Posts in Category: Marketing

People Skills Push Market America Forward

Market America is a people-person enterprise. If you can relate to people or if you have the potential to relate to people – with a little training and some reading, perhaps – you can be a winner anywhere you go.

Market America likes to bill itself as a product-centered or customer-centered company and that’s the kind of company you want to hang with. After all, if a marketing company doesn’t have the goods, then it leaves all of its employees holding the bag – so to speak. You need goods that sell and sell and sell in order to make it as a company. Standing behind your product doing the research, making the right choices, creating the right web site, hiring the right officers, trainers, and managers – all the things a business office does to create the right infrastructure; all that is one thing. But you still need to have front line connections – people who know how to look someone in the eye, shake hands, smile, listen to customer concerns, good, old-fashioned people persons. Those are the people who connect the dots. Those are the people who make the world of business go around.

Can you learn how to be a people-person? Doesn’t being an effective people-person have more to do with your personality than anything else? And how do you change your personality? Can that really be done?

Personality, of course, is hard to define and hard to quantify in the world of business. After all, many different personalities do very well in the business world.

That truth is fundamental to success in Market America because becoming more effective with people is generally a matter of degrees. It’s a matter of making small, but critical improvements; it’s not about starting from scratch. We all have very sound people-skills, to begin with, even if you can train up to put your salesmanship into an even more effective level.

It turns out that part of your personality is about behavior and choices. So, how about this terrific bit of news: The more information that you absorb about people person skills, products and how Market America works, the better.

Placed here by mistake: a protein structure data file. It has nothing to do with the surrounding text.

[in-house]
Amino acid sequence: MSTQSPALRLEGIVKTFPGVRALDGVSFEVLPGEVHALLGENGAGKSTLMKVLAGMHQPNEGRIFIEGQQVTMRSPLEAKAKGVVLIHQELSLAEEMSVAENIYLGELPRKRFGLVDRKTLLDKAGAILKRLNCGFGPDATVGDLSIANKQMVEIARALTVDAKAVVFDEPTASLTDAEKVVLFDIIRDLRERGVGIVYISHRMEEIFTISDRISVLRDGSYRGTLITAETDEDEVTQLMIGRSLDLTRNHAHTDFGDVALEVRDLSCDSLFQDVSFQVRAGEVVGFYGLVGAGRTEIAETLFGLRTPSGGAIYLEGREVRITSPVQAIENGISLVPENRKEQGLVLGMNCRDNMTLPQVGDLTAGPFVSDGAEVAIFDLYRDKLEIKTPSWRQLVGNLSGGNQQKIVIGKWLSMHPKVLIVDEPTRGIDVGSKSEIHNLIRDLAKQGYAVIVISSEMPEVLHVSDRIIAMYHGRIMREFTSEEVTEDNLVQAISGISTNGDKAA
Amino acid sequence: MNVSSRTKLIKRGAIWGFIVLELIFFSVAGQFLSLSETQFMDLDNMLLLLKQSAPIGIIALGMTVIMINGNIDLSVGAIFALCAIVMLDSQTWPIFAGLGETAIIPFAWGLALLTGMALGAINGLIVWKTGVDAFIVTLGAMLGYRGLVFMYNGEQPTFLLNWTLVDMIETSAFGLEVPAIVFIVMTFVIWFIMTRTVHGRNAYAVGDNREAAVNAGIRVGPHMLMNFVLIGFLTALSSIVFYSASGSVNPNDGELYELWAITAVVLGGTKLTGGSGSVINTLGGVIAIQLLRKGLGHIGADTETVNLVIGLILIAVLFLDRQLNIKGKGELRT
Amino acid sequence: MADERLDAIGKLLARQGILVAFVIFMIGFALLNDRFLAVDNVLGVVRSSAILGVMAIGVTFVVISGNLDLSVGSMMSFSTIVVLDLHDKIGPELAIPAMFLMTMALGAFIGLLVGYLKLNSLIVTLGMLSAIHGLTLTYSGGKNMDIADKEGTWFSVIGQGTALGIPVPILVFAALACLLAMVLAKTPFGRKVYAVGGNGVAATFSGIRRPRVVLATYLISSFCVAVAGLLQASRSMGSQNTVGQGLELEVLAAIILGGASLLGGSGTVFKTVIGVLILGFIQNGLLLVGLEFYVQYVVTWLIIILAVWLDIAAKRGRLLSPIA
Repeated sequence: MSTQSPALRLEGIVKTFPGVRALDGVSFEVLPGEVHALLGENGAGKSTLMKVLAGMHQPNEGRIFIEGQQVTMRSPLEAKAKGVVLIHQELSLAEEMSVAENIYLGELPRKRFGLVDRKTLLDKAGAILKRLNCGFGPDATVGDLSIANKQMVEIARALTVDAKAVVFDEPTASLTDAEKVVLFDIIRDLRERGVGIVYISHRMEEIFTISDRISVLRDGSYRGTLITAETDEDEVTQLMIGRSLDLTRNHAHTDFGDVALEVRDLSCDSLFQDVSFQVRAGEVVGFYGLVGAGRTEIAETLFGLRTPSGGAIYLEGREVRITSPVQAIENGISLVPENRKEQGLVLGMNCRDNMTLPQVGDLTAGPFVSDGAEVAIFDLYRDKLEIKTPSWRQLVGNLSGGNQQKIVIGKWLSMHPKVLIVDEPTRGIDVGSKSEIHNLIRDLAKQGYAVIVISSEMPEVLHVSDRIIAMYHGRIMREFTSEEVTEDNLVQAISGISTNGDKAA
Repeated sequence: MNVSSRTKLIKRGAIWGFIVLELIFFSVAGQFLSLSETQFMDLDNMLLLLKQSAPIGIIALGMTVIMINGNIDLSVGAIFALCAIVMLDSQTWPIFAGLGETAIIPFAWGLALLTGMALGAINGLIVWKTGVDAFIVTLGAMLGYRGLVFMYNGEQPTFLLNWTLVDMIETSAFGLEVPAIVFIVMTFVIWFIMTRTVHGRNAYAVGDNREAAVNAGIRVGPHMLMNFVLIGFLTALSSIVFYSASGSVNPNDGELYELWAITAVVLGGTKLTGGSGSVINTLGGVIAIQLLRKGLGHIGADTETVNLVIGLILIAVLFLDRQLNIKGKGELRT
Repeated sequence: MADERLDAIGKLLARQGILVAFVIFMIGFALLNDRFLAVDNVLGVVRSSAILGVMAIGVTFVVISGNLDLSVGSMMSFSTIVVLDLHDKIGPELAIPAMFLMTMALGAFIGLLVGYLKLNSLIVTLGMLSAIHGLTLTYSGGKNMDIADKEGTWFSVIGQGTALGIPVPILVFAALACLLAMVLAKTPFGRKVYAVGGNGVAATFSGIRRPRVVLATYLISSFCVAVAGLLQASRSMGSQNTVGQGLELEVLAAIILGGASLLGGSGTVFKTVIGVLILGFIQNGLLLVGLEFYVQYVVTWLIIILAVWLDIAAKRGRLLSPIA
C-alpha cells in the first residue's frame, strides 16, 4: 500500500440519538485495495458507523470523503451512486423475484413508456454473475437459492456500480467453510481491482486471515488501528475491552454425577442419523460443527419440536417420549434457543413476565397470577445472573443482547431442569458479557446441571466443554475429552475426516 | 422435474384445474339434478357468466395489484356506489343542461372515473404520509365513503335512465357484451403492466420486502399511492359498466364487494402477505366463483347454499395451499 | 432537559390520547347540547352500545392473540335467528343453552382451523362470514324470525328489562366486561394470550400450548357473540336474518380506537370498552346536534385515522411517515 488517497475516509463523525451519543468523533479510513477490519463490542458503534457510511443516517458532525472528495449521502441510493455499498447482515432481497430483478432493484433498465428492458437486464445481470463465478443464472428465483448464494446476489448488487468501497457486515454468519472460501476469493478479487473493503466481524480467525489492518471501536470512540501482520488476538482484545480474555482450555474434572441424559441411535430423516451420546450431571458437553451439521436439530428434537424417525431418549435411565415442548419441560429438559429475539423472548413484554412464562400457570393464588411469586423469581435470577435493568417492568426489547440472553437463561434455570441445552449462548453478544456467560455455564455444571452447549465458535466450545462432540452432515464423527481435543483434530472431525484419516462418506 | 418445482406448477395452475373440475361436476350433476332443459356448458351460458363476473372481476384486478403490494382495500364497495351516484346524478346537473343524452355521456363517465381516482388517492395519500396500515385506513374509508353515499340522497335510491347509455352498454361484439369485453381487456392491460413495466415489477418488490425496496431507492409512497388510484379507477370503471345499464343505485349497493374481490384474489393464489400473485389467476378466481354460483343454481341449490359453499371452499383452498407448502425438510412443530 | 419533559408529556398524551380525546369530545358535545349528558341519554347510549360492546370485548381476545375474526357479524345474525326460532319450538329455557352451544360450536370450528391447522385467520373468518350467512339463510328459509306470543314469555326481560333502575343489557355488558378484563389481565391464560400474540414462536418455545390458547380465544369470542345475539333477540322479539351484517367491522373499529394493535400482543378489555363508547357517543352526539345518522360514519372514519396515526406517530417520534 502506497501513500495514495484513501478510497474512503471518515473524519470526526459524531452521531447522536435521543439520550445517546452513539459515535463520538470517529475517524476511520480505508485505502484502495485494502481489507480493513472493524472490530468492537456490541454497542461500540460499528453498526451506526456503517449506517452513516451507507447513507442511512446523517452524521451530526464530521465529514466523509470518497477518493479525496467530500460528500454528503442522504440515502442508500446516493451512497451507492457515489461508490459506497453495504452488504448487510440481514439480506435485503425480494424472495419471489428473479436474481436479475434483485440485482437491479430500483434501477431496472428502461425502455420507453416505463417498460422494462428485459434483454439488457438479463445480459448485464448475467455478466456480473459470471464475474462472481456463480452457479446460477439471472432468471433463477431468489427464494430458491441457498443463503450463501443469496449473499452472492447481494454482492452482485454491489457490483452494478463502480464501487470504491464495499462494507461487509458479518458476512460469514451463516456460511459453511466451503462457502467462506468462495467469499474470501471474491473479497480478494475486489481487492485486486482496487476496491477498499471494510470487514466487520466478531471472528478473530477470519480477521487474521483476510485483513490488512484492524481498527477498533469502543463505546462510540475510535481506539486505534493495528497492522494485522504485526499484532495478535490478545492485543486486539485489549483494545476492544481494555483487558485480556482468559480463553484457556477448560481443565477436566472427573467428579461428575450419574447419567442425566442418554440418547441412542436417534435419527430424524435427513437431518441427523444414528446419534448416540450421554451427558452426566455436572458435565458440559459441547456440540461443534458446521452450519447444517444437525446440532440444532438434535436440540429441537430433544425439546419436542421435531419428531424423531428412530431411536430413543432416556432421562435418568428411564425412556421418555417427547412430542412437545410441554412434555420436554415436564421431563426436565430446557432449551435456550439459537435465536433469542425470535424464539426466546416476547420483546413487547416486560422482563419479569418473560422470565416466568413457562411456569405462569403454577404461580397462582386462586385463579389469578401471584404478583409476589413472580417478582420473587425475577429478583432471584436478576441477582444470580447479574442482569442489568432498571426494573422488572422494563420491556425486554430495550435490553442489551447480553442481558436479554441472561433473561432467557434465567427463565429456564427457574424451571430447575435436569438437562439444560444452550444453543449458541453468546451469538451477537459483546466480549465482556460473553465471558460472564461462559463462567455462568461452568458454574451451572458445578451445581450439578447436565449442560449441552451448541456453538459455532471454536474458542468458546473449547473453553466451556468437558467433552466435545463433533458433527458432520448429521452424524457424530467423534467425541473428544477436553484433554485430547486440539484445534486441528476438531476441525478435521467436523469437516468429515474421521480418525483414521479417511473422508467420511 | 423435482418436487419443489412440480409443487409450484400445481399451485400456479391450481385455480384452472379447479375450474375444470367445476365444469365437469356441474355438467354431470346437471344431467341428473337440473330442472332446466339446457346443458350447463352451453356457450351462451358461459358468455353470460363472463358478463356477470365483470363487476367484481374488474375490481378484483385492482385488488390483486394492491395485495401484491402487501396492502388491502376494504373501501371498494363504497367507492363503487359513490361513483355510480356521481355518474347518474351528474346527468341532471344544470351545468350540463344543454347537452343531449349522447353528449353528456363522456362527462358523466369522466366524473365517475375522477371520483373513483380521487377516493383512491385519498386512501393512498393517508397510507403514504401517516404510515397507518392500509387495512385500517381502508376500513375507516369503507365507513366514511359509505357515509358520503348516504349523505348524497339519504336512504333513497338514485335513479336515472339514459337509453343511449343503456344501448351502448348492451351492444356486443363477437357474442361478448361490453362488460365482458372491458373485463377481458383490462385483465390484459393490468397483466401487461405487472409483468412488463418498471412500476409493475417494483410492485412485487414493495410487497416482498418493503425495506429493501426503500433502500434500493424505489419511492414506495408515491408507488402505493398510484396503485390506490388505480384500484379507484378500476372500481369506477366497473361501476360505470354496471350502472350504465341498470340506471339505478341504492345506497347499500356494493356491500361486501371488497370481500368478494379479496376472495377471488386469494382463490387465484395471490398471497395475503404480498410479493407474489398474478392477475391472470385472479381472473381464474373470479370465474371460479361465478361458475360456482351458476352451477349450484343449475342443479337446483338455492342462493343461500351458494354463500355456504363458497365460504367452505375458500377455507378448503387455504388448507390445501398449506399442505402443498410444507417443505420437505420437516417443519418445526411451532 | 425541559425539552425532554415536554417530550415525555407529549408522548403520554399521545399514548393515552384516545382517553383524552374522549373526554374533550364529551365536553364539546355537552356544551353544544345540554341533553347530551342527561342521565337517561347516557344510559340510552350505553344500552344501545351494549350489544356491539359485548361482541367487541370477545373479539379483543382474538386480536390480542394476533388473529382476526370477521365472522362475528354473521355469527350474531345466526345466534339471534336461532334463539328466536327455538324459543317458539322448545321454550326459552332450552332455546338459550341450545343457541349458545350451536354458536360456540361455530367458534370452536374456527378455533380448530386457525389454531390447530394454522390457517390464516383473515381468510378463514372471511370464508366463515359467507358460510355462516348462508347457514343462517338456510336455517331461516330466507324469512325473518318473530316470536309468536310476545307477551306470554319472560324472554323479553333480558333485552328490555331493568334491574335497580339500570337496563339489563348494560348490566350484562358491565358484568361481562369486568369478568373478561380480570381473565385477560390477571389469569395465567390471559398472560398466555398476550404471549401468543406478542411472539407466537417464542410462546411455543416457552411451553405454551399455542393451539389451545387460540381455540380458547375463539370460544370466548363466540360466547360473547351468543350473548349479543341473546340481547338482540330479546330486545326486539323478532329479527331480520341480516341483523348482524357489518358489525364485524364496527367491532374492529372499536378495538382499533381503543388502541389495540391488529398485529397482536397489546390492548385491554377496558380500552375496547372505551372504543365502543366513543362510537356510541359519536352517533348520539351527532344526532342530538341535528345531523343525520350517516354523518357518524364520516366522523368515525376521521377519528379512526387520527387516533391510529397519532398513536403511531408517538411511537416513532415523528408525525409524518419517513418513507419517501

You can’t change your personality entirely, but you can make better choices. You can speak with more confidence – a trait many consumers want to see in those who are trying to sell them something. You can exhibit a more positive attitude, another trait that helps in the sales department. You can learn to listen to customers who want to tell you their concerns and what they want in a product. All three of these trains – confidence, a positive attitude, and good listening skills – give you more effective people skills. The more information you have, of course, the better the choices are you will make. It only stands to reason.

Market America may, in fact, be the No. 1 training business in the world. They offer more seminars, pod-casts, retreats, symposiums, conventions, online classes than you can possibly name. They are overflowing with opportunities for Unfranchise developers to increase their skills, add to their knowledge about products and understand the values of the company.

Effective people skills are also taught by dozens (or maybe hundreds) of popular self-help books that are available at bookstores or from online sources.

Still on many lists as the greatest self-help book of all time is Dale Carnegie’s “How to Win Friends and Influence People.” A quick synopsis of this annual seller (it has sold five million copies and been translated into 31 languages) is the concept of never criticizing people, listening intently to others and simply showing kindness to others. Furthermore, Carnegie admitted without hesitation that he did not reinvent the wheel. He said he borrowed from many sources, including Socrates and Jesus, among others.

What Socrates, Jesus, and Dale Carnegie did not likely anticipate, however, was the invention of the internet and neither was it foretold that the Internet would be the marketplace of the future.

In effect, the Internet is no different than the village square or a downtown district in any population center in the world. It is where people gather to exchange information, to buy and sell, to meet with others, to advertise, to catch up with friends – everything that we tend to call a marketplace.

The Internet also turns the tables on the Dale Carnegie school of thought and, yet, it also supports many of the simple doctrines of “don’t criticize,” “show kindness” and “learn how to listen.”

Listening, of course, is not hard to do on the Internet, where most of the conversing is written down. But it’s hard to make eye contact and nod your head at the right times when typing a response on a laptop.

However, you can still display empathy and show people you are listening if you use the right words.

Of course, if the Internet is a marketplace, then social media is the street corner where the people gather. For a growing number of people, this is the place to make new friends and influence them – a great place, in other words, to find recruits, even very distant strangers, to become new Unfranchise developers.

What happens on the Internet every day? Let’s make that every second just for fun.

Every second on the Internet, 28,935 people indicated they “like” a photograph that they see. Twenty-two times a second a WordPress posting goes up. Three hundred five times a second a Reddit vote is cast, six people post new Facebook profiles, 7,203 tweets are tweeted and 28,685,000 emails are mailed.